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SUVA, Fiji (Fijilive, Apr. 6) - Fiji has ruled out establishing an Honorary Consul in Kuwait. Instead it will now seek to have a "properly accredited" diplomat in the Middle East country.

"As regards to establishing an Hon Consul in Kuwait, it has now emerged that the Kuwaiti Government has stopped this practice," the Foreign Affairs and Trade Minister, Kaliopate Tavola told Fijilive. "What it prefers instead is the establishment of diplomatic relations to allow proper accreditation to that country by an Ambassador. This is the option that we are pursuing."

Meanwhile Labour Minister Kenneth Zinck, who led a Government delegation to Kuwait recently, described the trip as successful.

"I met with the employers of our boys working in Kuwait and Iraq and I will submit to Cabinet a report on my trip soon," he said.

An official from the Foreign Affairs Ministry accompanied Zinck on the tour to assess the viability of stationing a diplomat in Kuwait.

"As it can be appreciated, there is a concentration of Fiji citizens in that country as a result of people going across to work there," said Tavola.

"They will have needs for which government's facilitation will be required. Apart from those needs, government will also need to establish bilateral relations with that country."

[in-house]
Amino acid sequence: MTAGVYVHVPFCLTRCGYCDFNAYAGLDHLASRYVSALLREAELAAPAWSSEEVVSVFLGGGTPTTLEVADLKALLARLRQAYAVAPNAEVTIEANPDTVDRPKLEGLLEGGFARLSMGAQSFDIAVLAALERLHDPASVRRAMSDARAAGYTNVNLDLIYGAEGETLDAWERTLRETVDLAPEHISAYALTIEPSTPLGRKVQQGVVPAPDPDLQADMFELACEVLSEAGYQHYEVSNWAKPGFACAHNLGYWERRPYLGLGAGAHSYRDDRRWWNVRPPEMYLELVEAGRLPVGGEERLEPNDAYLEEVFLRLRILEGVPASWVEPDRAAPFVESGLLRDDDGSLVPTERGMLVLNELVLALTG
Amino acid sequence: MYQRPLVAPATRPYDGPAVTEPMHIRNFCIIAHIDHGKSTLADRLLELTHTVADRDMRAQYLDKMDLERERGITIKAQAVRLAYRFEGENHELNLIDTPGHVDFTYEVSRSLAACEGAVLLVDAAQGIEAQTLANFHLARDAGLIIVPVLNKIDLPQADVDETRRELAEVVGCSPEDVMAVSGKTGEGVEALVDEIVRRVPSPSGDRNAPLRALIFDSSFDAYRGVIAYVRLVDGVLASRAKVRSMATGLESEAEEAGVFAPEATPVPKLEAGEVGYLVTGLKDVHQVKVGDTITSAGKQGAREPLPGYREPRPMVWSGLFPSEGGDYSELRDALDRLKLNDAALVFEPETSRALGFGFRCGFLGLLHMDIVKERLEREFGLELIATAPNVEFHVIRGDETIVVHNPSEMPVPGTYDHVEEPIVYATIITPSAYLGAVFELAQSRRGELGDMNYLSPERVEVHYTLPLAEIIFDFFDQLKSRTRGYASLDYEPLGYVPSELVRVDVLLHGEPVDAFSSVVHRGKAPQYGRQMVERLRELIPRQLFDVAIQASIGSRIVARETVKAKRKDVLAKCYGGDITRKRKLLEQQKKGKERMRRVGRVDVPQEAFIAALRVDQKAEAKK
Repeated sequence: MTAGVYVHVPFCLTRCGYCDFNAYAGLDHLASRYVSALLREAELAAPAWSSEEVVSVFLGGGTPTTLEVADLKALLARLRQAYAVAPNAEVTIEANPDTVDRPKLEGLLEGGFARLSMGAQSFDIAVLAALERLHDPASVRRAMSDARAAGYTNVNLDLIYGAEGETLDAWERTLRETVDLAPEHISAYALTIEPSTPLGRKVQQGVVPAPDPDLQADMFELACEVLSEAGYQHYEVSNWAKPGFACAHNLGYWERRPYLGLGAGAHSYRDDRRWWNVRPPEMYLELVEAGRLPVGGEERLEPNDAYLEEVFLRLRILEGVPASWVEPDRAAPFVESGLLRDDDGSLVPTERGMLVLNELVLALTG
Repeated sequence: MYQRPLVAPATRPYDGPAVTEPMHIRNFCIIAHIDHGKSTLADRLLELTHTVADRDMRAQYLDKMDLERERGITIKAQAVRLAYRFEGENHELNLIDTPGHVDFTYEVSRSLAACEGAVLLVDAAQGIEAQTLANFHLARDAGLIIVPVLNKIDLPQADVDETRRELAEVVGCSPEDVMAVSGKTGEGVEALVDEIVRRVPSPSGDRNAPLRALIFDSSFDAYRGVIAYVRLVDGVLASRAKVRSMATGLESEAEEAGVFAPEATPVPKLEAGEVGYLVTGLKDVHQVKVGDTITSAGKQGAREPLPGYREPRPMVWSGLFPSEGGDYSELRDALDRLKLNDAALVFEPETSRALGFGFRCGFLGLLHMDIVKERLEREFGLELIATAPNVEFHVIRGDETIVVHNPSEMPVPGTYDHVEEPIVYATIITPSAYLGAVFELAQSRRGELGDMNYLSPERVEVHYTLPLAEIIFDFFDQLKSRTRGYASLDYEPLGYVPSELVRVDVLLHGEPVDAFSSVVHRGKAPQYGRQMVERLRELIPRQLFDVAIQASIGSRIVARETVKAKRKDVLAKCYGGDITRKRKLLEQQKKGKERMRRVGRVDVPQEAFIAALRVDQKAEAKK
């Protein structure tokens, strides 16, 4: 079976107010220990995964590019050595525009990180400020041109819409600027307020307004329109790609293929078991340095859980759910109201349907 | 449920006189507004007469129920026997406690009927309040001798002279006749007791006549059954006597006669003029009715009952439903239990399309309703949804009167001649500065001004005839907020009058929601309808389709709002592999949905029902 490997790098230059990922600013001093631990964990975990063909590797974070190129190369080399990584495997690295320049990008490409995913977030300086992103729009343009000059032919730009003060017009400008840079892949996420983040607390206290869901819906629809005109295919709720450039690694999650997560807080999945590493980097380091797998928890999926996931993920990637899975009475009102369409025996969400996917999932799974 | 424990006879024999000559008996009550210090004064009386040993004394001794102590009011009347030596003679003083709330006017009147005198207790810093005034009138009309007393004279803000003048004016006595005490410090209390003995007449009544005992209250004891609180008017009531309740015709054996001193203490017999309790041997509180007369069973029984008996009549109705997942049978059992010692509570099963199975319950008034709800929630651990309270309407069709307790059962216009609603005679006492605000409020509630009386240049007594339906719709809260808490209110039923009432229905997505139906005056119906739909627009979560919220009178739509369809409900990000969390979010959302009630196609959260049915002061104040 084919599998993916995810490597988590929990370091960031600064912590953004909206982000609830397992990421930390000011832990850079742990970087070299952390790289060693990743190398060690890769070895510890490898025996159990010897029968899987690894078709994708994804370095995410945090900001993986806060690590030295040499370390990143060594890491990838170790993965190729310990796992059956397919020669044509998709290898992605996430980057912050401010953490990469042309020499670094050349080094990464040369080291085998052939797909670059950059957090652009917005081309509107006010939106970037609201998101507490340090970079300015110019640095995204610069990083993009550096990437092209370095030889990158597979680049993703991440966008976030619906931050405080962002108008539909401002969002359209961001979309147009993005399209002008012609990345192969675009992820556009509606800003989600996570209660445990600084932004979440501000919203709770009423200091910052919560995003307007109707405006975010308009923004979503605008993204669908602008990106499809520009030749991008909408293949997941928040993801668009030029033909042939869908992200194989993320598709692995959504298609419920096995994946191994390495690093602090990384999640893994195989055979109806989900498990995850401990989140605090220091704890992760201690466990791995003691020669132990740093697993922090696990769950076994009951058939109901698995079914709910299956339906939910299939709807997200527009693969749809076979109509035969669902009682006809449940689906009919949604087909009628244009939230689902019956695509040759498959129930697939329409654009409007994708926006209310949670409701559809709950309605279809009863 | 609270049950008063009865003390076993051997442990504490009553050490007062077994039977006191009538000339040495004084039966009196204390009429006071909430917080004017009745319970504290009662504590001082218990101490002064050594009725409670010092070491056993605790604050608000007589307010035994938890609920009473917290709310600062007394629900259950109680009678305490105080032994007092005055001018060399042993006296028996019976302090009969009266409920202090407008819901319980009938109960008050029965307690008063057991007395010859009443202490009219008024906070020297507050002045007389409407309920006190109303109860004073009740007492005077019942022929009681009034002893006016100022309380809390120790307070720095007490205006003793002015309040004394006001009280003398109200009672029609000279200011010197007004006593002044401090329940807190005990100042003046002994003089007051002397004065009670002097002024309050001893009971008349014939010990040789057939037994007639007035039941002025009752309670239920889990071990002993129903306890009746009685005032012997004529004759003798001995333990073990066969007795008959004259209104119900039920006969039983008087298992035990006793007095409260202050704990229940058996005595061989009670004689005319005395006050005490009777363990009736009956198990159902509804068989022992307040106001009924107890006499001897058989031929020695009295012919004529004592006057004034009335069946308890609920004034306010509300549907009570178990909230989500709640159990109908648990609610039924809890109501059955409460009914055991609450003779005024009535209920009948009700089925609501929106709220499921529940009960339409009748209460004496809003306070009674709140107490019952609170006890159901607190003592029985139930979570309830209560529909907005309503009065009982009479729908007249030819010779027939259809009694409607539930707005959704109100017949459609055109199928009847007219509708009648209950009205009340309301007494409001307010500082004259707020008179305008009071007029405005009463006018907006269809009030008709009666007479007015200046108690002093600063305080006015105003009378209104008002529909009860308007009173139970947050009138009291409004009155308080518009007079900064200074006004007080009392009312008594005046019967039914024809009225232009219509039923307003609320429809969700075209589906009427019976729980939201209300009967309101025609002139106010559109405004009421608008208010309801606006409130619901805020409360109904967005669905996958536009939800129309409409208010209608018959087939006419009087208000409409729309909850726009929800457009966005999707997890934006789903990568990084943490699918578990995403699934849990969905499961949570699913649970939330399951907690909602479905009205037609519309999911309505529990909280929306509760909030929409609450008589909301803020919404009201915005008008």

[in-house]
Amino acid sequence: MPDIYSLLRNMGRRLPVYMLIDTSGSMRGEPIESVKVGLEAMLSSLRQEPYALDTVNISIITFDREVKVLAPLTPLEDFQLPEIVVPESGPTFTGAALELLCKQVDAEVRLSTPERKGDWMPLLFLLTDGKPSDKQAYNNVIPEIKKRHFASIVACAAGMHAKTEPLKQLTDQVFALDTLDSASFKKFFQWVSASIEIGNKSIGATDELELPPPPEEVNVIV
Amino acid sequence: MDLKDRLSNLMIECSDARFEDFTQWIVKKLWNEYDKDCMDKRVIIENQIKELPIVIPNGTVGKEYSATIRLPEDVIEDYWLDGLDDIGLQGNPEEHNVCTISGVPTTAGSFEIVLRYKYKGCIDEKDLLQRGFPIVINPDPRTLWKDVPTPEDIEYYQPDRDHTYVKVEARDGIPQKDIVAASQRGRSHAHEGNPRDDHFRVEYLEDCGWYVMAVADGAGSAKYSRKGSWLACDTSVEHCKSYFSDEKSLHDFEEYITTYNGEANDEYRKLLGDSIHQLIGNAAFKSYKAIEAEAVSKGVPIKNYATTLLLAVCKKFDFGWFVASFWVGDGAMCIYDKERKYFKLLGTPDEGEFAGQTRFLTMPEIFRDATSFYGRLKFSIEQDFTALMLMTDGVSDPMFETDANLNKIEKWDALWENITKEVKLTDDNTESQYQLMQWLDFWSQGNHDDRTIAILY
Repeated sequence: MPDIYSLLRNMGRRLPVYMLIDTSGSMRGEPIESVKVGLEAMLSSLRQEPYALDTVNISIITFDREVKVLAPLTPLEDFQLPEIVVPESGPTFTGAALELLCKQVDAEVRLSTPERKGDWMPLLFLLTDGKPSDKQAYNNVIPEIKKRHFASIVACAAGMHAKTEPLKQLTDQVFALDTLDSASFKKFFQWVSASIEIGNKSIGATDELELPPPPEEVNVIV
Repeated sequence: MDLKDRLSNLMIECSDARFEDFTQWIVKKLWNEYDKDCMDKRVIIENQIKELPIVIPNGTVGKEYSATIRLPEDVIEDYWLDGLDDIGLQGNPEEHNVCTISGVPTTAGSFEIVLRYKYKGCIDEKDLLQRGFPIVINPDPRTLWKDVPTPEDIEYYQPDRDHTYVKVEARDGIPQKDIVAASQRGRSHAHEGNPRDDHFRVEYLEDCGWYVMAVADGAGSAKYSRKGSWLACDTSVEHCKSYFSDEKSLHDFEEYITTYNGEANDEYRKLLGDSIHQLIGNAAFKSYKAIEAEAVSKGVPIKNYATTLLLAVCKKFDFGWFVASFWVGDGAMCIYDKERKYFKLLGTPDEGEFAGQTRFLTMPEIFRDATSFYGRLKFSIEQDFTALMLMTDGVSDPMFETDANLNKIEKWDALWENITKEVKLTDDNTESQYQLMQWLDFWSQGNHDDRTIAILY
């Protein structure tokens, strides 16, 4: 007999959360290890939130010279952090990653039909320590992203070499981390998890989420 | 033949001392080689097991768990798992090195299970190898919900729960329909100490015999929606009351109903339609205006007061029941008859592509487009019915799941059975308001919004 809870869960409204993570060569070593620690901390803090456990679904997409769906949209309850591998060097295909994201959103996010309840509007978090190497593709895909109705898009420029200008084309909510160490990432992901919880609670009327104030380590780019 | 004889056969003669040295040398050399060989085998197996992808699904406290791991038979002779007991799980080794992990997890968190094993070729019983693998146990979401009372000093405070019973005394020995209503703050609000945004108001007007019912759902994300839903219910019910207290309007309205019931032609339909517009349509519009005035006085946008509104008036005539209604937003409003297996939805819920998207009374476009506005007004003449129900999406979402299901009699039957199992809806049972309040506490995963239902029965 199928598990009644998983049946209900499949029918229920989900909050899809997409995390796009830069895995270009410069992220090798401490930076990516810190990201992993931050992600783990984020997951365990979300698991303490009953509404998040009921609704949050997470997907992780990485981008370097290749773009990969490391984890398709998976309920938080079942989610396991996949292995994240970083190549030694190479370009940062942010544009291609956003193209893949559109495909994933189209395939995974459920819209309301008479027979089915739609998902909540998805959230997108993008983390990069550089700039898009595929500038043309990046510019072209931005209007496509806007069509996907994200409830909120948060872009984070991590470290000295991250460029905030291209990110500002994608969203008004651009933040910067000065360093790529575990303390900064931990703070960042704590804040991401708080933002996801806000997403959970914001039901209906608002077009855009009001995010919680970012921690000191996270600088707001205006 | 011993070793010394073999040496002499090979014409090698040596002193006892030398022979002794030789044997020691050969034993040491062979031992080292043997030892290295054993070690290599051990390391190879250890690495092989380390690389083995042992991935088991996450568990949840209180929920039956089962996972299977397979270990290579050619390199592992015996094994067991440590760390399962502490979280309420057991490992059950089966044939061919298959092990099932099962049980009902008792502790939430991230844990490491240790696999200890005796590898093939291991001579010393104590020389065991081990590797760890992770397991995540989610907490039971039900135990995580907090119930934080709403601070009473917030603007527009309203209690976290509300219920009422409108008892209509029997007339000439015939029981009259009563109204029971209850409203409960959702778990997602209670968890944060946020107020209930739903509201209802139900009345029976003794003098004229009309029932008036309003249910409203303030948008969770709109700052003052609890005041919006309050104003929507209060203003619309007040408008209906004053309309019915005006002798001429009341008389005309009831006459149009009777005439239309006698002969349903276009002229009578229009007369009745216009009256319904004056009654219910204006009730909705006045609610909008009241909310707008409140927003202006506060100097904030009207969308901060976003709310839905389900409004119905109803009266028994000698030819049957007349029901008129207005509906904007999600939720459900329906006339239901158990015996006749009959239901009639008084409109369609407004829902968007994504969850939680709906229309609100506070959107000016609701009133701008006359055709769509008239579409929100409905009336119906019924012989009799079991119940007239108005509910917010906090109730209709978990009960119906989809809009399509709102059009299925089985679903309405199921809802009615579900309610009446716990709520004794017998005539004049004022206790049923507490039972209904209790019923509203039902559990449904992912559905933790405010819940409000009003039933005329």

Tavola said there is hope of getting access to trade with Kuwait and with the region as a whole.

"We can also have an opportunity to strengthen political relations and collaborate at the multilateral level."

Honorary Consuls, as opposed to ambassadors, are usually volunteers who want to carry out the work of being a representative in a country with minimal costs, but who enjoy the status of being a country's representative.

Usually, they are people who are well off and who do not really need the money as a reward for their work. The government the Consul represents pays a small retainer.

Thousands of Fiji citizens have applied for work in private firms in Kuwait providing logistical support to the rebuilding efforts in neighboring Iraq.

Hundreds others, work for security firms, the United Nations and the British Army in Iraq.

April 7, 2005


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